to:

So Congress passed a law ending this requirement and replacing it with a skeletal network that became Amtrak. It began service in May of 1971. Though ridership has rebounded enormously since then, the network is run on a [[NoBudget very small budget]], so certain priorities have to be set. It doesn't help that it is continually subject to ExecutiveMeddling from Congress, making silly mandates such as requiring Amtrak to carry guns in checked baggage (without providing any funds for lockable cabinets for said guns), as well as threats to [[WhatAnIdiot cut off funding for onboard food service]]. Then, of course, are the continual [[ArtisticLicenseEconomics demands that Amtrak somehow pay for itself]], despite no other passenger rail system in the world making a profit, and despite [[{{Hypocrite}} massive federal funding for competing highways and airports]]. Things are getting a bit better, now that the [[UsefulNotes/JoeBiden Vice President]] is a RailEnthusiast, as well as the increasing costs and [[OverreactingAirportSecurity general unpleasantness]] of air travel resulting in Amtrak setting annual ridership records for almost every year of the past decade.
decade. Amtrak is also famous for making GOP senators who cry for the abandonment of all rail travel shriek in horror if a closure of a line through ''their'' state is proposed. Amtrak does bring vital tourist dollars to rural areas of FlyOverCountry (for the precise reason that a train does not fly over said country) and pretty much every politician knows and acknowledges this, the only question is whether the funding for Amtrak is worth that. The answer depends highly on whose district the line runs through. The current Amtrak system map has about as much to do with politics as it does with transportation or the behavior of host railroads.
24th Mar '16 4:32:07 AM Jhonny
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* The ''Auto Train'' from Lorton, Virginia (just outside Washington, DC) to Sanford, Florida (outside Orlando). It is unique in North America in that the passengers' automobiles are loaded onto special freight cars and are unloaded at their destination. It's so incredibly popular among senior citizens living in Florida for the winter that the Amtrak senior discount, despite being honored even on the premium ''Acela Express'', is invalid on the ''Auto Train''. It holds a few OverlyNarrowSuperlative type records, among them being the longest "passenger" train (if you count the parts that carry only cars) and the longest train route between two stops [[note]] While the train does make a refueling stop, you cannot board or alight there, except to have a smoke[[/note]] in the world. Also very close to making a profit, but not quite there yet.

to:

* The ''Auto Train'' from Lorton, Virginia (just outside Washington, DC) to Sanford, Florida (outside Orlando). It is unique in North America in that the passengers' automobiles are loaded onto special freight cars and are unloaded at their destination. It's so incredibly popular among senior citizens living in Florida for the winter that the Amtrak senior discount, despite being honored even on the premium ''Acela Express'', is invalid on the ''Auto Train''. It holds a few OverlyNarrowSuperlative type records, among them being the longest "passenger" train (if you count the parts that carry only cars) and the longest train route between two stops [[note]] While the train does make a refueling stop, you cannot board or alight there, except to have a smoke[[/note]] in the world. Also very close to making a profit, but not quite there yet.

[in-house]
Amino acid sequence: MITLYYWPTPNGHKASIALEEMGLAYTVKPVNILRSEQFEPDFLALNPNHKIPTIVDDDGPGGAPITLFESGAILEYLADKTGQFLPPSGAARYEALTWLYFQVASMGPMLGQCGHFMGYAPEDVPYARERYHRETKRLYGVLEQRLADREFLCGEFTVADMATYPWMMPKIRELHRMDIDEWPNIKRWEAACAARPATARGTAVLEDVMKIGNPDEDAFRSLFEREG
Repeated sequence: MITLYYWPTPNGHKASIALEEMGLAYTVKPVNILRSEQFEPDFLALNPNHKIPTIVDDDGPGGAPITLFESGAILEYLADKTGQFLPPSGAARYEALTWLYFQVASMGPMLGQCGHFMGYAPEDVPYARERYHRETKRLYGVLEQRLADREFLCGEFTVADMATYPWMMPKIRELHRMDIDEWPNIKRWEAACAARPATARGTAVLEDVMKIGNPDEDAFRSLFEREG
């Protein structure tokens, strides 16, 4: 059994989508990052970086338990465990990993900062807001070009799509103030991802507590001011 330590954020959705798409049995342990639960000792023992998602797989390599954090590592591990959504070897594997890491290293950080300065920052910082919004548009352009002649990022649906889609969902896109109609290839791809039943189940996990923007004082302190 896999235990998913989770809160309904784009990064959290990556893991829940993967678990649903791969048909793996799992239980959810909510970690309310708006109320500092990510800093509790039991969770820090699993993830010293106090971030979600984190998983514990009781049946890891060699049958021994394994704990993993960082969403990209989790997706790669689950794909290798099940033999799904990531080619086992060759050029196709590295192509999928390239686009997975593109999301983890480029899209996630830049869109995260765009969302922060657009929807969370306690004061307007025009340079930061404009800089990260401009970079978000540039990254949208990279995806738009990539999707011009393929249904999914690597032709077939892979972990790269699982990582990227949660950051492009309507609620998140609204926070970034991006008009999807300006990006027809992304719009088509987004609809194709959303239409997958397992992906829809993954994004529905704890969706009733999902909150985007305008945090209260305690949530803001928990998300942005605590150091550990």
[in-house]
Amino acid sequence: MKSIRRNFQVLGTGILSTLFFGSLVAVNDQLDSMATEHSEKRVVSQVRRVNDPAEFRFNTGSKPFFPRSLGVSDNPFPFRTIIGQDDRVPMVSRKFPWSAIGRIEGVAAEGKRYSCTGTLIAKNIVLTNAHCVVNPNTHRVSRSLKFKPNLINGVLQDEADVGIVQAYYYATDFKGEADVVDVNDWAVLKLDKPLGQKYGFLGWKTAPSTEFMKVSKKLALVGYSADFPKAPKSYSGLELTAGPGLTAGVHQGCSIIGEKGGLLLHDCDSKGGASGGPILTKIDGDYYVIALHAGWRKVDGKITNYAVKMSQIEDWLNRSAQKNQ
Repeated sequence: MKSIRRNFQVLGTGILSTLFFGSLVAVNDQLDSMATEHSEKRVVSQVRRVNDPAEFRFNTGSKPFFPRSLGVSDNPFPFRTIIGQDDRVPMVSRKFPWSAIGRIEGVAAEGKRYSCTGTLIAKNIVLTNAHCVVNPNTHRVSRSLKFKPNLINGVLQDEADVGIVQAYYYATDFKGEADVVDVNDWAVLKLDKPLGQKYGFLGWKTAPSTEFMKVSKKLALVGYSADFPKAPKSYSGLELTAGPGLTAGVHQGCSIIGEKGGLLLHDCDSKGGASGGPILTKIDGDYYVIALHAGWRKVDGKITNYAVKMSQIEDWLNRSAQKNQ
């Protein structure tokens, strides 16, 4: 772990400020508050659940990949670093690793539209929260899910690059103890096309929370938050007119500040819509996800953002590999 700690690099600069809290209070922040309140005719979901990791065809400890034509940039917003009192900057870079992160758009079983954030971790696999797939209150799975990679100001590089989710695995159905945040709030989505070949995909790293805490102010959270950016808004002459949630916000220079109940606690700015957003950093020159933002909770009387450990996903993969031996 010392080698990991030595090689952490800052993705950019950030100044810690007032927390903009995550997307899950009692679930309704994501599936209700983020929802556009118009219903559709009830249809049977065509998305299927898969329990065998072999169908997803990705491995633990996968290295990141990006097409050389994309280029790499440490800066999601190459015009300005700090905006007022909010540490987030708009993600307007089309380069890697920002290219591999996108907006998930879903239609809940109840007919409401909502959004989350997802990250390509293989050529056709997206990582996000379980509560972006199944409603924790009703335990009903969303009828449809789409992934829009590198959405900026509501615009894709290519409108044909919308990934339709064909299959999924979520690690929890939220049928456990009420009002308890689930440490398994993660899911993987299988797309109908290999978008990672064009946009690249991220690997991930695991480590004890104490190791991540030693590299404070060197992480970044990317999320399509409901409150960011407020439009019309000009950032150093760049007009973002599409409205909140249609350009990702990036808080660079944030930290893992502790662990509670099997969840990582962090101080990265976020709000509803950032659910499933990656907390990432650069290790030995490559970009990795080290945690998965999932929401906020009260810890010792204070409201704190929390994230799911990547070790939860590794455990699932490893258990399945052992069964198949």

yet. The Auto Train is the SpiritualSuccessor to a train of the same name run by a private company until 1981 when that company went bankrupt due to their other route (Louisville-Sanford) being a failure. Plans by Amtrak to offer a similar service on other routes are currently stuck in DevelopmentHell, partly because of the budget woes mentioned above.
24th Mar '16 4:28:11 AM Jhonny
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* The ''Auto Train'' from Lorton, Virginia (just outside Washington, DC) to Sanford, Florida (outside Orlando). It is unique in North America in that the passengers' automobiles are loaded onto special freight cars and are unloaded at their destination. It's so incredibly popular among senior citizens living in Florida for the winter that the Amtrak senior discount, despite being honored even on the premium ''Acela Express'', is invalid on the ''Auto Train''.

to:

* The ''Auto Train'' from Lorton, Virginia (just outside Washington, DC) to Sanford, Florida (outside Orlando). It is unique in North America in that the passengers' automobiles are loaded onto special freight cars and are unloaded at their destination. It's so incredibly popular among senior citizens living in Florida for the winter that the Amtrak senior discount, despite being honored even on the premium ''Acela Express'', is invalid on the ''Auto Train''.
Train''. It holds a few OverlyNarrowSuperlative type records, among them being the longest "passenger" train (if you count the parts that carry only cars) and the longest train route between two stops [[note]] While the train does make a refueling stop, you cannot board or alight there, except to have a smoke[[/note]] in the world. Also very close to making a profit, but not quite there yet.
22nd Mar '16 10:53:27 AM Jhonny
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* The ''Capitol Corridor'' is Northern California's answer to the Pacific Surfliner, running from San Jose to Auburn (and soon to Reno) by way of Oakland and Sacramento. Amtrak notably does not reach San Francisco. Popular with state officials.

to:

* The ''Capitol Corridor'' is Northern California's answer to the Pacific Surfliner, running from San Jose to Auburn (and soon to Reno) by way of Oakland and Sacramento. Amtrak notably does not reach San Francisco. [[note]]The previous train station in San Francisco was damaged by an earthquake in the eighties (which happened right during a world series game involving two Bay Area teams) and has been out of use ever since. However, the California High Speed Rail project includes a new station for San Francisco and construction is already underway[[/note]] Popular with state officials.